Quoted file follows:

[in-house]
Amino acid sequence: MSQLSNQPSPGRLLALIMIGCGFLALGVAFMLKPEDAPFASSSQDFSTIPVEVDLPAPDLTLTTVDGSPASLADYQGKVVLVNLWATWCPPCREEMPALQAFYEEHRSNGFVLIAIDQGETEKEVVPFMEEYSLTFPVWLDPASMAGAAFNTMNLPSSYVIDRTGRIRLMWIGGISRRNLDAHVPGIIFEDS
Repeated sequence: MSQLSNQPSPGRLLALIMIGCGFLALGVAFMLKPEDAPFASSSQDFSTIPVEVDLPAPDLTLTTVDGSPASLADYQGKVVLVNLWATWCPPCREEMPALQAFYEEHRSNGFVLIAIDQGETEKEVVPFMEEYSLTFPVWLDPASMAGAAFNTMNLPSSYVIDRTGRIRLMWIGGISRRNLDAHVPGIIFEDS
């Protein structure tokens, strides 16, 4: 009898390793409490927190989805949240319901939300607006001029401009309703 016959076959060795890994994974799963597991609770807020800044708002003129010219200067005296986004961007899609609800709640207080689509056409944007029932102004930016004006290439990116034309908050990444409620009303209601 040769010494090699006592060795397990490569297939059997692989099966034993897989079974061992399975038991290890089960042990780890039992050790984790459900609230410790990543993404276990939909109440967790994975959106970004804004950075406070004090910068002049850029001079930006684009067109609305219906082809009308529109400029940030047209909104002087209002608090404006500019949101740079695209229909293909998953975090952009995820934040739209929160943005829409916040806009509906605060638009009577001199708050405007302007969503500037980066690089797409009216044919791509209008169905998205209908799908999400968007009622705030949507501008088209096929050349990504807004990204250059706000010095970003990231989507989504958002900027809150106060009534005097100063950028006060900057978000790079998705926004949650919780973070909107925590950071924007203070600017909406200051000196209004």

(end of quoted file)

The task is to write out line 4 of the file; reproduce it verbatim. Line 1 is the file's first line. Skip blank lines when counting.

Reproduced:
């Protein structure tokens, strides 16, 4: 009898390793409490927190989805949240319901939300607006001029401009309703 016959076959060795890994994974799963597991609770807020800044708002003129010219200067005296986004961007899609609800709640207080689509056409944007029932102004930016004006290439990116034309908050990444409620009303209601 040769010494090699006592060795397990490569297939059997692989099966034993897989079974061992399975038991290890089960042990780890039992050790984790459900609230410790990543993404276990939909109440967790994975959106970004804004950075406070004090910068002049850029001079930006684009067109609305219906082809009308529109400029940030047209909104002087209002608090404006500019949101740079695209229909293909998953975090952009995820934040739209929160943005829409916040806009509906605060638009009577001199708050405007302007969503500037980066690089797409009216044919791509209008169905998205209908799908999400968007009622705030949507501008088209096929050349990504807004990204250059706000010095970003990231989507989504958002900027809150106060009534005097100063950028006060900057978000790079998705926004949650919780973070909107925590950071924007203070600017909406200051000196209004």